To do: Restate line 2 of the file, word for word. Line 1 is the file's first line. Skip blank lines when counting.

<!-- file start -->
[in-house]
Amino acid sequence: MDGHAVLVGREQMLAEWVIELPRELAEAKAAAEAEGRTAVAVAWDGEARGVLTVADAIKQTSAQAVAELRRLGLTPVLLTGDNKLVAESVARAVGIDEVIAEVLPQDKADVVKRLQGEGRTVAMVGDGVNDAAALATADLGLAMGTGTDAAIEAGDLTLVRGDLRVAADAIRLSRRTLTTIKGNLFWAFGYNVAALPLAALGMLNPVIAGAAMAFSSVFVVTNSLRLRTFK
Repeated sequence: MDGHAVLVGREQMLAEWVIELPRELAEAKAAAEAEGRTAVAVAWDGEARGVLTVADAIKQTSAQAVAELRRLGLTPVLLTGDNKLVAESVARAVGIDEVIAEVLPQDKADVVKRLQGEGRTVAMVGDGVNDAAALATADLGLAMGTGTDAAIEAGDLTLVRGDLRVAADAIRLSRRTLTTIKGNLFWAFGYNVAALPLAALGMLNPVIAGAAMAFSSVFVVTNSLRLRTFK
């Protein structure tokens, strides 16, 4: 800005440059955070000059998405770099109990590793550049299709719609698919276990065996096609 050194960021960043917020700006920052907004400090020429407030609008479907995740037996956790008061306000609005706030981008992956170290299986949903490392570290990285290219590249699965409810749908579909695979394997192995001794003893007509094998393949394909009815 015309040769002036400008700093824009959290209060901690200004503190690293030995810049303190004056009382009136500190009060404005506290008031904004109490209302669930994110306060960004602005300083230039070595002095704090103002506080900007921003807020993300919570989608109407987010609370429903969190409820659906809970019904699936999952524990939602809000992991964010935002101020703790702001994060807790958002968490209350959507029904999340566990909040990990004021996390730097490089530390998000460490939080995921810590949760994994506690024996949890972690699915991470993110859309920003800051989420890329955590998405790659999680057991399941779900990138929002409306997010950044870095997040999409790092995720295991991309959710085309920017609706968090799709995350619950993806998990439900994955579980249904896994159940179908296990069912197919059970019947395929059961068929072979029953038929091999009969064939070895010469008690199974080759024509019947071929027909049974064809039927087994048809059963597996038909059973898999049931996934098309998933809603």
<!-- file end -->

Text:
Amino acid sequence: MDGHAVLVGREQMLAEWVIELPRELAEAKAAAEAEGRTAVAVAWDGEARGVLTVADAIKQTSAQAVAELRRLGLTPVLLTGDNKLVAESVARAVGIDEVIAEVLPQDKADVVKRLQGEGRTVAMVGDGVNDAAALATADLGLAMGTGTDAAIEAGDLTLVRGDLRVAADAIRLSRRTLTTIKGNLFWAFGYNVAALPLAALGMLNPVIAGAAMAFSSVFVVTNSLRLRTFK